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The end of the sellers’ market is coming (and that’s OK)

Now is a good time to sell. Sounds backwards, right? Aren’t we supposed to repeat the “good time to buy” mantra?

The sellers’ market we’re in will soon be coming to a close. The pendulum will begin swinging back. No, that doesn’t mean that prices will plummet and we’ll be back to 2008 — just that we’re about to see a leveling off.

Follow the bouncing ball:

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Virginia cities, schools, businesses in the rankings

A few of the recent rankings reports released had Virginia well represented, so I figured I’d share.

First, seven Virginia cities were added to the National Association of Home Builders’ Improving Market Index – it "tracks housing markets throughout the country that are showing signs of improving economic health."

Preparing for the boomerang buyers

VAR editor, Andrew Kantor recently wrote a great Op/Ed on Virginia’s housing market which ran in the Virginian-Pilot out of Hampton Roads, VA. Check it out!

A coming change to the housing market is an opportunity to kick the economy back into high gear – but, if we don’t all work together, it could stagnate the housing market and maybe the rest of the economy as well.

Thousands of people who lost their homes to foreclosure are reaching the point where their credit has cleared enough for them to re-enter the market.

New video: Q2 Homes Sales Report

Don’t just read the Q2 Homes Sales Report. Experience it. Well, watch the video, anyway.

Check out our own Stacey Ricks’s overview of the numbers, including the big one: We passed a major milestone, and the market is now performing better even than it did than in the second quarter of 2010 when it got a boost from tax incentives.

In other words, this is the best the market has been with or without the added tax-incentive boost.

Asking prices are up, but the rising is slowing: Trulia

Every month, Trulia looks at asking prices for homes and asking rents for rentals. And they’ve been going up for a while now.

In its latest report, for example, Trulia found that asking prices were up 11.0 percent in August from a year before (and up 1.2 percent month to month).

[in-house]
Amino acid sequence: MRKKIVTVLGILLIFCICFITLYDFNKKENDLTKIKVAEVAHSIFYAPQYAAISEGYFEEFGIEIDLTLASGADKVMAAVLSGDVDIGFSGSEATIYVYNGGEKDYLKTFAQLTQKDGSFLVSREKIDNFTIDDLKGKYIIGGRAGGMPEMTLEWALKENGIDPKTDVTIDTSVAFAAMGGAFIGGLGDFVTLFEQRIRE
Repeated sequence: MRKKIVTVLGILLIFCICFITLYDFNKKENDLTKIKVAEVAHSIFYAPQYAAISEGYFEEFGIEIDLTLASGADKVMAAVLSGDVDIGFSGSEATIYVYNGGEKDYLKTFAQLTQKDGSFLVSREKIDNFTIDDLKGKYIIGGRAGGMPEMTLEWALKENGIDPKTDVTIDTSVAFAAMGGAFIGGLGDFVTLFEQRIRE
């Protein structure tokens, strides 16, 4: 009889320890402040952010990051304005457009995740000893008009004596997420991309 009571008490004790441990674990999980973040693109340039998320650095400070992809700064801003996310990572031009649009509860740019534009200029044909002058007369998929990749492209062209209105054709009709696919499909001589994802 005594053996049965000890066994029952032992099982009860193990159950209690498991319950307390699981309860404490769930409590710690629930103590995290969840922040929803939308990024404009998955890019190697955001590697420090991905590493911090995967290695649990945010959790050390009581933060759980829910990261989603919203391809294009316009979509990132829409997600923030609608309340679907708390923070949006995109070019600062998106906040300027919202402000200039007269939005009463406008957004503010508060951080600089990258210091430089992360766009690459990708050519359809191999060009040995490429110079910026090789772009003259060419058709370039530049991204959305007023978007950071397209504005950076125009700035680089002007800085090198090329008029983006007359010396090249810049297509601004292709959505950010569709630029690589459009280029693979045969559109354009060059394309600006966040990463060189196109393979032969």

But the company adds an important note: It found that the rate of those price jumps was slowing.

Fannie Mae to (finally) recognize short sales

Fannie Mae is going to fix a small problem with its software. It turns out, the company’s computers don’t recognize short sales.

What that means is that short sales (which typically keep someone from buying a home for two years) had to be labeled as foreclosures (which typically keep someone from buying a home for seven years).

Oops.

Latest proposal effectively ditches QRM requirements for loans

The six federal agencies tasked with coming up with a definition of a Qualified Residential Mortgage (QRM) have floated another proposal — one that would essentially do away with the QRM definition altogether.

To understand what that means, we need a bit of background, which economist Bill McBride was happy to give, and which I will happily translate.

When it was created, the Dodd-Frank Act had two goals (among others):

Foreclosures, pending sales, even prices: Good news all around

Here’s a quick roundup of the last few days facts and figures — it looks like good news in general.

Foreclosures and delinquencies are down. According to CoreLogic, the number of homes in the U.S. in some stage of foreclosure was down 32 percent from a year ago, with existing foreclosure inventory being absorbed by the market — it’s already down 20 percent this year, and was down 32 percent from July to July.

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